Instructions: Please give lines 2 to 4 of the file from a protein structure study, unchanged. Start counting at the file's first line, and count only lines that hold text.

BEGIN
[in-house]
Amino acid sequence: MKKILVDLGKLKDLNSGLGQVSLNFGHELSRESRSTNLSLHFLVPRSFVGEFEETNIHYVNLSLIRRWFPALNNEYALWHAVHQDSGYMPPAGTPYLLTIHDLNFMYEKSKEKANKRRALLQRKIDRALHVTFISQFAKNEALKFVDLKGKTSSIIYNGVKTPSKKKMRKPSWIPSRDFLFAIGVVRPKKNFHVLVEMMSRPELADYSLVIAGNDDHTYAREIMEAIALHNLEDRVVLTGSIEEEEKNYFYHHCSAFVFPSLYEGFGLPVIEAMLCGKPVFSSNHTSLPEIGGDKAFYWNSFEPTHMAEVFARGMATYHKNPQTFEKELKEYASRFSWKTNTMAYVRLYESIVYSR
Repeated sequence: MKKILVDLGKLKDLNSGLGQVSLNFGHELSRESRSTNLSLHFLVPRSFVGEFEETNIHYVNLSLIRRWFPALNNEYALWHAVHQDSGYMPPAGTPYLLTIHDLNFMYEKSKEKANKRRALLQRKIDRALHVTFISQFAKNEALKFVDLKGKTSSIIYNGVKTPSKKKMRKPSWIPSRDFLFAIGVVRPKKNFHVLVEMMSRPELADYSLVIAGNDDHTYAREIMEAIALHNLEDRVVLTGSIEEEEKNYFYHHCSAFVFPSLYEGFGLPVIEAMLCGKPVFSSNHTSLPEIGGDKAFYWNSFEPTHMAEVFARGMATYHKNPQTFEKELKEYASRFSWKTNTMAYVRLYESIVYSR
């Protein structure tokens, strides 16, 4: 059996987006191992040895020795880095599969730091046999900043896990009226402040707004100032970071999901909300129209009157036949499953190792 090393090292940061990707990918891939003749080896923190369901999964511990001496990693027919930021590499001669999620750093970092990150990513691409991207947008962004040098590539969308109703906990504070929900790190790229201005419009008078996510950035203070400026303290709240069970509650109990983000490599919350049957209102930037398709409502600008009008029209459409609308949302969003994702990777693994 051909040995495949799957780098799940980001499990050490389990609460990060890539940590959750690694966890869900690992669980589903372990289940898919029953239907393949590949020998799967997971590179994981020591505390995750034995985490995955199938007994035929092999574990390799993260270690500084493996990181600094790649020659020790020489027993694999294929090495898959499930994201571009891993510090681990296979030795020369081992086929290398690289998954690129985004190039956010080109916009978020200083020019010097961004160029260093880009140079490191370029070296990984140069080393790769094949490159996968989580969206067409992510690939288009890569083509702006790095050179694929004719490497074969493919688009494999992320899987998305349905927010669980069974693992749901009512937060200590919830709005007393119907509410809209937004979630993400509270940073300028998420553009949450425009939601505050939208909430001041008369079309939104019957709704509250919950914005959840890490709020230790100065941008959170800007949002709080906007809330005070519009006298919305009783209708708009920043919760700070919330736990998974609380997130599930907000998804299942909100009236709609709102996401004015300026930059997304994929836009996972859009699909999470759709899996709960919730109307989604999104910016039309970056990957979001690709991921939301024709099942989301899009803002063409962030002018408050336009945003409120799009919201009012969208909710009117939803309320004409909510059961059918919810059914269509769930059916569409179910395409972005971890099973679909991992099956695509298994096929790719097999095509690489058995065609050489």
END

Amino acid sequence: MKKILVDLGKLKDLNSGLGQVSLNFGHELSRESRSTNLSLHFLVPRSFVGEFEETNIHYVNLSLIRRWFPALNNEYALWHAVHQDSGYMPPAGTPYLLTIHDLNFMYEKSKEKANKRRALLQRKIDRALHVTFISQFAKNEALKFVDLKGKTSSIIYNGVKTPSKKKMRKPSWIPSRDFLFAIGVVRPKKNFHVLVEMMSRPELADYSLVIAGNDDHTYAREIMEAIALHNLEDRVVLTGSIEEEEKNYFYHHCSAFVFPSLYEGFGLPVIEAMLCGKPVFSSNHTSLPEIGGDKAFYWNSFEPTHMAEVFARGMATYHKNPQTFEKELKEYASRFSWKTNTMAYVRLYESIVYSR
Repeated sequence: MKKILVDLGKLKDLNSGLGQVSLNFGHELSRESRSTNLSLHFLVPRSFVGEFEETNIHYVNLSLIRRWFPALNNEYALWHAVHQDSGYMPPAGTPYLLTIHDLNFMYEKSKEKANKRRALLQRKIDRALHVTFISQFAKNEALKFVDLKGKTSSIIYNGVKTPSKKKMRKPSWIPSRDFLFAIGVVRPKKNFHVLVEMMSRPELADYSLVIAGNDDHTYAREIMEAIALHNLEDRVVLTGSIEEEEKNYFYHHCSAFVFPSLYEGFGLPVIEAMLCGKPVFSSNHTSLPEIGGDKAFYWNSFEPTHMAEVFARGMATYHKNPQTFEKELKEYASRFSWKTNTMAYVRLYESIVYSR
């Protein structure tokens, strides 16, 4: 059996987006191992040895020795880095599969730091046999900043896990009226402040707004100032970071999901909300129209009157036949499953190792 090393090292940061990707990918891939003749080896923190369901999964511990001496990693027919930021590499001669999620750093970092990150990513691409991207947008962004040098590539969308109703906990504070929900790190790229201005419009008078996510950035203070400026303290709240069970509650109990983000490599919350049957209102930037398709409502600008009008029209459409609308949302969003994702990777693994 051909040995495949799957780098799940980001499990050490389990609460990060890539940590959750690694966890869900690992669980589903372990289940898919029953239907393949590949020998799967997971590179994981020591505390995750034995985490995955199938007994035929092999574990390799993260270690500084493996990181600094790649020659020790020489027993694999294929090495898959499930994201571009891993510090681990296979030795020369081992086929290398690289998954690129985004190039956010080109916009978020200083020019010097961004160029260093880009140079490191370029070296990984140069080393790769094949490159996968989580969206067409992510690939288009890569083509702006790095050179694929004719490497074969493919688009494999992320899987998305349905927010669980069974693992749901009512937060200590919830709005007393119907509410809209937004979630993400509270940073300028998420553009949450425009939601505050939208909430001041008369079309939104019957709704509250919950914005959840890490709020230790100065941008959170800007949002709080906007809330005070519009006298919305009783209708708009920043919760700070919330736990998974609380997130599930907000998804299942909100009236709609709102996401004015300026930059997304994929836009996972859009699909999470759709899996709960919730109307989604999104910016039309970056990957979001690709991921939301024709099942989301899009803002063409962030002018408050336009945003409120799009919201009012969208909710009117939803309320004409909510059961059918919810059914269509769930059916569409179910395409972005971890099973679909991992099956695509298994096929790719097999095509690489058995065609050489």